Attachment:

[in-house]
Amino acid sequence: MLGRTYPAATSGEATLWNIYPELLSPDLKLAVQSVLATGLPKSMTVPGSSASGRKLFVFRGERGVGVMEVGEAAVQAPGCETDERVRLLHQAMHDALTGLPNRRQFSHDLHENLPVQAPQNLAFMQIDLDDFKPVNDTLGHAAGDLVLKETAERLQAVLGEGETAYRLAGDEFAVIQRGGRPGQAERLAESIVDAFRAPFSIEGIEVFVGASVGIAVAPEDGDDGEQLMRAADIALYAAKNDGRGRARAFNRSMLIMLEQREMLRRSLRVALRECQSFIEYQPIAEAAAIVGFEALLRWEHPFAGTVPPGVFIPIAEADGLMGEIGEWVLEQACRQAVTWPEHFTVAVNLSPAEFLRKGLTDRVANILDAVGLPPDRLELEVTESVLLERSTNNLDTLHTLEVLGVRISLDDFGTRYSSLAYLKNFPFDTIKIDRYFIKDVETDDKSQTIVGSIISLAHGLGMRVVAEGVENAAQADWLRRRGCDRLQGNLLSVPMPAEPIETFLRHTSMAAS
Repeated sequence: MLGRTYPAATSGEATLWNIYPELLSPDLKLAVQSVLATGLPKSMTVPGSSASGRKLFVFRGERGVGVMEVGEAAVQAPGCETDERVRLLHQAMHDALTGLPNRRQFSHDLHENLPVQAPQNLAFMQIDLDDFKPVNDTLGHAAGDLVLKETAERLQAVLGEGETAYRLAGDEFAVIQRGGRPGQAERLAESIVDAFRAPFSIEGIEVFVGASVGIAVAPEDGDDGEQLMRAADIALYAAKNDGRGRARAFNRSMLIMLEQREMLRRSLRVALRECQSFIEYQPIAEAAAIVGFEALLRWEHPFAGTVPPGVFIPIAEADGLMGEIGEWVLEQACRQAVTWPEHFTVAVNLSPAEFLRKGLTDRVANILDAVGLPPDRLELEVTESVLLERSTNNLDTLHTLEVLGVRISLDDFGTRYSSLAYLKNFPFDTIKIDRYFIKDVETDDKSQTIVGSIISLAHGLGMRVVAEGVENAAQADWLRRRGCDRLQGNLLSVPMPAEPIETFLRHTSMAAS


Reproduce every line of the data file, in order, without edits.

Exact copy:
[in-house]
Amino acid sequence: MLGRTYPAATSGEATLWNIYPELLSPDLKLAVQSVLATGLPKSMTVPGSSASGRKLFVFRGERGVGVMEVGEAAVQAPGCETDERVRLLHQAMHDALTGLPNRRQFSHDLHENLPVQAPQNLAFMQIDLDDFKPVNDTLGHAAGDLVLKETAERLQAVLGEGETAYRLAGDEFAVIQRGGRPGQAERLAESIVDAFRAPFSIEGIEVFVGASVGIAVAPEDGDDGEQLMRAADIALYAAKNDGRGRARAFNRSMLIMLEQREMLRRSLRVALRECQSFIEYQPIAEAAAIVGFEALLRWEHPFAGTVPPGVFIPIAEADGLMGEIGEWVLEQACRQAVTWPEHFTVAVNLSPAEFLRKGLTDRVANILDAVGLPPDRLELEVTESVLLERSTNNLDTLHTLEVLGVRISLDDFGTRYSSLAYLKNFPFDTIKIDRYFIKDVETDDKSQTIVGSIISLAHGLGMRVVAEGVENAAQADWLRRRGCDRLQGNLLSVPMPAEPIETFLRHTSMAAS
Repeated sequence: MLGRTYPAATSGEATLWNIYPELLSPDLKLAVQSVLATGLPKSMTVPGSSASGRKLFVFRGERGVGVMEVGEAAVQAPGCETDERVRLLHQAMHDALTGLPNRRQFSHDLHENLPVQAPQNLAFMQIDLDDFKPVNDTLGHAAGDLVLKETAERLQAVLGEGETAYRLAGDEFAVIQRGGRPGQAERLAESIVDAFRAPFSIEGIEVFVGASVGIAVAPEDGDDGEQLMRAADIALYAAKNDGRGRARAFNRSMLIMLEQREMLRRSLRVALRECQSFIEYQPIAEAAAIVGFEALLRWEHPFAGTVPPGVFIPIAEADGLMGEIGEWVLEQACRQAVTWPEHFTVAVNLSPAEFLRKGLTDRVANILDAVGLPPDRLELEVTESVLLERSTNNLDTLHTLEVLGVRISLDDFGTRYSSLAYLKNFPFDTIKIDRYFIKDVETDDKSQTIVGSIISLAHGLGMRVVAEGVENAAQADWLRRRGCDRLQGNLLSVPMPAEPIETFLRHTSMAAS